As I mentioned earlier, we were pretty content with the pump, as it offered us greater control and less hassle in managing Ethan's diabetes. The high points were:
1) Typically, we only had one injection (the infusion site) every three days, which is how often we had to replace the site and reservior. Before the pump, Ethan got at least 5 shots of insulin each day, more when needed (which was frequently).
2) Whenever we did have a problem with the pump, the company, Minimed was FANTASTIC about helping us solve it. The most extreme (and impressive) case was one Friday morning, when the pump inexplicably shut down. Although we had backup supplies and were prepared to weather the weekend using syringes, Minimed jumped through all kinds of hoops to get a new pump there by the following afternoon. Unable to find an overnight delivery option, they purchased a commercial airline seat for the pump, put it on a plane and had it flown into Abilene regional airport, picked up by private courier and delivered to our doorstep within 24 hours. This was all without us pitching a fit. We were perfectly okay with waiting until Monday, but given Ethan's fragile medical history, the company decided on this action on their own.
3) Online ordering and billing was easy and we never had any problems getting supplies.

The downsides of the Paradigm pump for us were:
1) The infusion process. We tried using the quickset infusion set, but the springloaded device didn't work well for us and we had a lot of misfires that resulted in unusable supplies (when you use three sets to do one infusion, it adds up quickly). Also, it was a little painful for Ethan. So we switched to the Silhouette inserter, which worked better but required us to stick Ethan by hand using an inch and a half long needle every three days. For various reasons, the angle and depth of the infusion was different everytime, affecting the absorption of the insulin, and thus, it's effectiveness.
2) The tubing. Anytime we had a high blood glucose reading, the first culprit was the tubing. Air bubbles, kinks, and even outright disconnection from the pump while not common, were also not uncommon. Also, even though it didn't happen very often, there always remained the chance that the tubing would be caught on something and damaged or get pulled out. Admittedly, this only happened twice in the four years we used it.
3) The canula. Again, it wasn't common, but it was also not uncommon to have the adhesive wear off a bit and the canula work it's way out, delivering its payload of insulin on the surface of the skin instead of underneath. This also tended to be painful for Ethan and a source of great discomfort.

Soooooo.... when we heard about the Omnipod, we were pretty jazzed. It addressed all of the main concerns we had with the Paradigm pump. It was self-contained (no tubing) and the infusion process was precise (always delivering the canula at a 45 degree angle 1/4 an inch below the skin, every time. It is spring loaded and instead of the two-three second process that happens by hand, it happens in 1/250th of a second, minimizing the pain). Also, the pump has a window on it so you can see for sure that the canula is inserted in the skin.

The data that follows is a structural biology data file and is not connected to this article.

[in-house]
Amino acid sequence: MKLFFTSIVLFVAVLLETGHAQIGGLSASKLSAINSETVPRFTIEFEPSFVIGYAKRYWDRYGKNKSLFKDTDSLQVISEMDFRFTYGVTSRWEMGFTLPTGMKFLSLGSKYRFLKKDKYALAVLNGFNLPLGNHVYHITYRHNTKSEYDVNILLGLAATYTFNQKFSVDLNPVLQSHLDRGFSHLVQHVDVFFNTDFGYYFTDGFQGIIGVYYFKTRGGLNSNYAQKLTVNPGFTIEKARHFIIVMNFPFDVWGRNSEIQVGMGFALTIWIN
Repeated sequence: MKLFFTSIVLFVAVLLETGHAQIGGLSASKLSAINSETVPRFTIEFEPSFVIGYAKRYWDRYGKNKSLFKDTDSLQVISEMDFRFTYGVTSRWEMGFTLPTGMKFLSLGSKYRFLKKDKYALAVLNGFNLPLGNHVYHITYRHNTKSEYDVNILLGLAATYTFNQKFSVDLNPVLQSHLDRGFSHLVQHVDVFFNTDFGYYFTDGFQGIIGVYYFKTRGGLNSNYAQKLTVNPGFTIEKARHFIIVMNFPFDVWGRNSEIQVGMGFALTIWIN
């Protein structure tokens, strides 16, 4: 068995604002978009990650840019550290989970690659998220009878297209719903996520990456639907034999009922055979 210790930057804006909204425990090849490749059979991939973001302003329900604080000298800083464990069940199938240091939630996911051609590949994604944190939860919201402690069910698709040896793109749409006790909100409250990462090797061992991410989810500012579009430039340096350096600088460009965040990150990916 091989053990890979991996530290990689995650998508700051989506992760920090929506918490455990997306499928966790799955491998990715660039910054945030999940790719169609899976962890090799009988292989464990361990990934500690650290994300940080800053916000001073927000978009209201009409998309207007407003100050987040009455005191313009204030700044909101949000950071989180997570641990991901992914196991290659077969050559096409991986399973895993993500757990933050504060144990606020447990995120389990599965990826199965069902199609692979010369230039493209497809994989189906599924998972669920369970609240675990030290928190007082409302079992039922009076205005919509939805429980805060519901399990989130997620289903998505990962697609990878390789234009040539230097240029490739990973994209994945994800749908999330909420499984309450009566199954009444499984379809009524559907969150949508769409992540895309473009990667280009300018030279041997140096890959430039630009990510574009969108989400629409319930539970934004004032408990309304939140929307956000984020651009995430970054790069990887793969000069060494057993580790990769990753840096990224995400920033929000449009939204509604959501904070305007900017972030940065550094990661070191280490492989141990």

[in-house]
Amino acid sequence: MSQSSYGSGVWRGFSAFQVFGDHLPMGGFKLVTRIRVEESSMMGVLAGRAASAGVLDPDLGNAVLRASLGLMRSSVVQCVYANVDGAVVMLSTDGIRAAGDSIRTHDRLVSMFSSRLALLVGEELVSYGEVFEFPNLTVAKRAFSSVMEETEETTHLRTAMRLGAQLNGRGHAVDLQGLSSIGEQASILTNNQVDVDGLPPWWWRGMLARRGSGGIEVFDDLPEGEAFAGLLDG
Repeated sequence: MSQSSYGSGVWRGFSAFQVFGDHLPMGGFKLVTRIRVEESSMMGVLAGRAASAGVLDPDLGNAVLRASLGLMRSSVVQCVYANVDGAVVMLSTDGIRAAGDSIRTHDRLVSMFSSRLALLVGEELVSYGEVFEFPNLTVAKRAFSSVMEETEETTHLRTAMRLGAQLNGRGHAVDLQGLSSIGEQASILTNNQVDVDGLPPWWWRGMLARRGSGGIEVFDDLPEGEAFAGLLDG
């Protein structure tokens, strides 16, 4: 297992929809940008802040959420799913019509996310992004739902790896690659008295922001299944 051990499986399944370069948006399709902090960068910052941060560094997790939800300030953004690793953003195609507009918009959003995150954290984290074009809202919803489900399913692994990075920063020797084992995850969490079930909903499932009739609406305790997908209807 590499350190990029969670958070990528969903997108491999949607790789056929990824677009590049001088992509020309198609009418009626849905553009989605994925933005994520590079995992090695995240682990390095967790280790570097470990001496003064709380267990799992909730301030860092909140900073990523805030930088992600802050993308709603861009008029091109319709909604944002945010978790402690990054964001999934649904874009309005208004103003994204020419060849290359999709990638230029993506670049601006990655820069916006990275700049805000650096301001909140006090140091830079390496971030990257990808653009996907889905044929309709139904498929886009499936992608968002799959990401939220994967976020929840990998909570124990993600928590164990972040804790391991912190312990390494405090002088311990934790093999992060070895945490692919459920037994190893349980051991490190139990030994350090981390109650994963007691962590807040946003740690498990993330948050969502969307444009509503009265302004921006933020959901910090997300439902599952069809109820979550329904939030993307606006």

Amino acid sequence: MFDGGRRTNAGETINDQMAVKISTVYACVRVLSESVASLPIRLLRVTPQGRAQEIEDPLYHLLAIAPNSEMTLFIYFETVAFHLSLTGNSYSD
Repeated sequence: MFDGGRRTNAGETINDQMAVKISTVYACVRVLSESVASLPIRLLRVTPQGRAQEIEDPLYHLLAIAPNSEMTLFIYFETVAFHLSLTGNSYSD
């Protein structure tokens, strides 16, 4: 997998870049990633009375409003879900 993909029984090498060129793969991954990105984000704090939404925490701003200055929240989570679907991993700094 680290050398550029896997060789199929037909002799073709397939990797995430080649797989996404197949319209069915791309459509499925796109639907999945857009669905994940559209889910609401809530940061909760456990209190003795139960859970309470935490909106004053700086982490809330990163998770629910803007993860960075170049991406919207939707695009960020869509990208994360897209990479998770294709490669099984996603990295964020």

(image from here)

So, after using it for almost a month, here is my review:

Overall, I'm impressed. Ethan's blood sugars have been more consistent and lower than we were able to typically manage with the Paradigm pump. The process of changing sites doesn't take as long nor is it as complicated. It seems to be less painful, according to Ethan's reactions and recovery time after site changes. He's been to Karate and been swimming with it and it functioned as promised.

Here are my concerns:
1) Adhesive. The backing that attaches the pod is not adequate. I understand that it is probably difficult to find a balance between something strong and durable enough to last for three days but weak enough to be able to remove easily and painlessly. However, it is just not up to the task of keeping up with a 6 year old boy... We've had to use medical tape (the type they use to secure IVs in hospitals. This works, but is annoying for several reasons a) we shouldn't have to take an extra step to secure it and b) the edges of the adhesive attract lint and when we remove the tape, the remnants stay on for days, despite attempts to use alcohol, acetone or other adhesive removal liquids.

2) Pod malfunctions. In four weeks, we've had two malfunctions that have required replacing the pump. Not only is it distressing to have to put Ethan through the process before the three days, but it is expensive, as well. In addtion to the expense of the pod, we are also out the insulin that is in the reservoir. Even when insurance covers it, insulin is EXPENSIVE.

3) Canula. I am glad that the window is there, but the combination of a poor adhesive and a pod malfunction left us in a high blood glucose situation for two days before we figured out that the canula never went in. After almost 24 hours of inexplicable high BG numbers, I finally gave Ethan an injection with a syringe and treated his ketones. Amelia was the one who noticed that the canula wasn't in.

4) PDA device. I know they're trying to keep expenses down, but this is just poorly engineered. The buttons are clunky and not very intuitive. The interface is too multilayered. Although it is designed to communicate wirelessly with the pump and displays the last BG reading when you activate it, that feature only works when you are within a foot of the pod. If Ethan is in another room and I'm just looking at his numbers, it takes four menus to get to his latest BG reading. Also, one of the times we had a malfunction - a communication error, the PDA instructed me to change the pod immeditely. However, my more immediate concern was to check Ethan's glucose. Because the PDA is also his glucometer, I was unable to bypass the ERROR screen and simply check his sugar. I had to dig a spare glucometer and check him (and then dose him, as he was high) before I could change the pod. There should be a manual override so you can use the PDA as a glucometer regardless of pod malfunctions. The PDA includes an onboard library of common food items and their nutritional information. This is just gimmicky. Any competent diabetic (or caregiver) will know this stuff by heart or will have access to a better source of information. Remove this function and save space, memory, or ... something.

So, am I happy we switched? So far, I think it is almost even between the two pumps. They both have strengths and flaws. I haven't interacted with Omnipod's customer service, but I need to call them and address my concerns and find out what our options are for recovering some of our expense when their product malfunctions. I'll try to keep you posted. Cheers!